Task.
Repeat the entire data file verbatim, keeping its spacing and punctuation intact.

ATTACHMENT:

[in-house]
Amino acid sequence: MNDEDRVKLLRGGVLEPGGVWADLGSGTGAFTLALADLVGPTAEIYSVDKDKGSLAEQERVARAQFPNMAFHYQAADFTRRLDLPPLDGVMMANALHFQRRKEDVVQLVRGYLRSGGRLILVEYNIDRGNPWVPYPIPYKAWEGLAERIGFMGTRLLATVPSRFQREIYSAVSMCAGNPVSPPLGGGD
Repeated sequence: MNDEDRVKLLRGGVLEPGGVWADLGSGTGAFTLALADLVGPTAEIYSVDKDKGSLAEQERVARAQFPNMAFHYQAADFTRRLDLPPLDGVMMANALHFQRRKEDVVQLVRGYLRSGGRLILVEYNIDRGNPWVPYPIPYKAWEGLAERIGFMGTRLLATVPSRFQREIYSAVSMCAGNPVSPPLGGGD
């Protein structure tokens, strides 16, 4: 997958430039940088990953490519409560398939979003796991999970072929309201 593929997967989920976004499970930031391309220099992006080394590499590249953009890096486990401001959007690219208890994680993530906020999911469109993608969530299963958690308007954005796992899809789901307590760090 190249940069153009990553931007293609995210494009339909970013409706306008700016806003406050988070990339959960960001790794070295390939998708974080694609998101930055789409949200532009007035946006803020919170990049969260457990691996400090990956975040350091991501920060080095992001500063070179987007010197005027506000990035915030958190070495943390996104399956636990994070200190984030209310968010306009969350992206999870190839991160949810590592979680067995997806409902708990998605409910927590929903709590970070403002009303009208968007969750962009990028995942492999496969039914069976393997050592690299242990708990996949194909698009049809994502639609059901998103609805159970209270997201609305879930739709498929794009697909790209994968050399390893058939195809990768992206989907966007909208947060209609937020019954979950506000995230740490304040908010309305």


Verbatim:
[in-house]
Amino acid sequence: MNDEDRVKLLRGGVLEPGGVWADLGSGTGAFTLALADLVGPTAEIYSVDKDKGSLAEQERVARAQFPNMAFHYQAADFTRRLDLPPLDGVMMANALHFQRRKEDVVQLVRGYLRSGGRLILVEYNIDRGNPWVPYPIPYKAWEGLAERIGFMGTRLLATVPSRFQREIYSAVSMCAGNPVSPPLGGGD
Repeated sequence: MNDEDRVKLLRGGVLEPGGVWADLGSGTGAFTLALADLVGPTAEIYSVDKDKGSLAEQERVARAQFPNMAFHYQAADFTRRLDLPPLDGVMMANALHFQRRKEDVVQLVRGYLRSGGRLILVEYNIDRGNPWVPYPIPYKAWEGLAERIGFMGTRLLATVPSRFQREIYSAVSMCAGNPVSPPLGGGD
């Protein structure tokens, strides 16, 4: 997958430039940088990953490519409560398939979003796991999970072929309201 593929997967989920976004499970930031391309220099992006080394590499590249953009890096486990401001959007690219208890994680993530906020999911469109993608969530299963958690308007954005796992899809789901307590760090 190249940069153009990553931007293609995210494009339909970013409706306008700016806003406050988070990339959960960001790794070295390939998708974080694609998101930055789409949200532009007035946006803020919170990049969260457990691996400090990956975040350091991501920060080095992001500063070179987007010197005027506000990035915030958190070495943390996104399956636990994070200190984030209310968010306009969350992206999870190839991160949810590592979680067995997806409902708990998605409910927590929903709590970070403002009303009208968007969750962009990028995942492999496969039914069976393997050592690299242990708990996949194909698009049809994502639609059901998103609805159970209270997201609305879930739709498929794009697909790209994968050399390893058939195809990768992206989907966007909208947060209609937020019954979950506000995230740490304040908010309305």